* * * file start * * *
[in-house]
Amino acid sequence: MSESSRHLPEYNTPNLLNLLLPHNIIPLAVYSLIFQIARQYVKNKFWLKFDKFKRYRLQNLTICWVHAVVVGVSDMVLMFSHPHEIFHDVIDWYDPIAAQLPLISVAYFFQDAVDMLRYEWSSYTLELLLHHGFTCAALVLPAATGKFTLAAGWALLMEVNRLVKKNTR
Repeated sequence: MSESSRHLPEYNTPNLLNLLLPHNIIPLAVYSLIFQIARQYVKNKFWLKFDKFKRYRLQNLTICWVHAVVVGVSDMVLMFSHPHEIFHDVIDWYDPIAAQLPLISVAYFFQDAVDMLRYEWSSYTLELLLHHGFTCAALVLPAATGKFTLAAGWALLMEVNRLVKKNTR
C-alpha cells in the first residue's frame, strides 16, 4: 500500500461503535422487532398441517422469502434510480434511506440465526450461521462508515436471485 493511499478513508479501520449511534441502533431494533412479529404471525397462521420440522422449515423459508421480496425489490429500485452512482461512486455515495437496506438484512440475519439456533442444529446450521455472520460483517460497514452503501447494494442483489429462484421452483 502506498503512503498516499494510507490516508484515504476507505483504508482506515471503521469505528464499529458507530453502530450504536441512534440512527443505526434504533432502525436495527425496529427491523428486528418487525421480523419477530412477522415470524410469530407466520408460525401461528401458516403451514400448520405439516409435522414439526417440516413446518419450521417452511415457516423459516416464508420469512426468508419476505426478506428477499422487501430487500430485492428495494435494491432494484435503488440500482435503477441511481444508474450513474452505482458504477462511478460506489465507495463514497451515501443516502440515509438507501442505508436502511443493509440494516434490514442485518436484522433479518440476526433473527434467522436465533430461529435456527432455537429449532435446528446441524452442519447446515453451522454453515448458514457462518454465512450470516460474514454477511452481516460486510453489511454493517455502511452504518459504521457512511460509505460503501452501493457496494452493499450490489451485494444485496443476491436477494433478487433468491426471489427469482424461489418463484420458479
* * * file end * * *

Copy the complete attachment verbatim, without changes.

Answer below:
[in-house]
Amino acid sequence: MSESSRHLPEYNTPNLLNLLLPHNIIPLAVYSLIFQIARQYVKNKFWLKFDKFKRYRLQNLTICWVHAVVVGVSDMVLMFSHPHEIFHDVIDWYDPIAAQLPLISVAYFFQDAVDMLRYEWSSYTLELLLHHGFTCAALVLPAATGKFTLAAGWALLMEVNRLVKKNTR
Repeated sequence: MSESSRHLPEYNTPNLLNLLLPHNIIPLAVYSLIFQIARQYVKNKFWLKFDKFKRYRLQNLTICWVHAVVVGVSDMVLMFSHPHEIFHDVIDWYDPIAAQLPLISVAYFFQDAVDMLRYEWSSYTLELLLHHGFTCAALVLPAATGKFTLAAGWALLMEVNRLVKKNTR
C-alpha cells in the first residue's frame, strides 16, 4: 500500500461503535422487532398441517422469502434510480434511506440465526450461521462508515436471485 493511499478513508479501520449511534441502533431494533412479529404471525397462521420440522422449515423459508421480496425489490429500485452512482461512486455515495437496506438484512440475519439456533442444529446450521455472520460483517460497514452503501447494494442483489429462484421452483 502506498503512503498516499494510507490516508484515504476507505483504508482506515471503521469505528464499529458507530453502530450504536441512534440512527443505526434504533432502525436495527425496529427491523428486528418487525421480523419477530412477522415470524410469530407466520408460525401461528401458516403451514400448520405439516409435522414439526417440516413446518419450521417452511415457516423459516416464508420469512426468508419476505426478506428477499422487501430487500430485492428495494435494491432494484435503488440500482435503477441511481444508474450513474452505482458504477462511478460506489465507495463514497451515501443516502440515509438507501442505508436502511443493509440494516434490514442485518436484522433479518440476526433473527434467522436465533430461529435456527432455537429449532435446528446441524452442519447446515453451522454453515448458514457462518454465512450470516460474514454477511452481516460486510453489511454493517455502511452504518459504521457512511460509505460503501452501493457496494452493499450490489451485494444485496443476491436477494433478487433468491426471489427469482424461489418463484420458479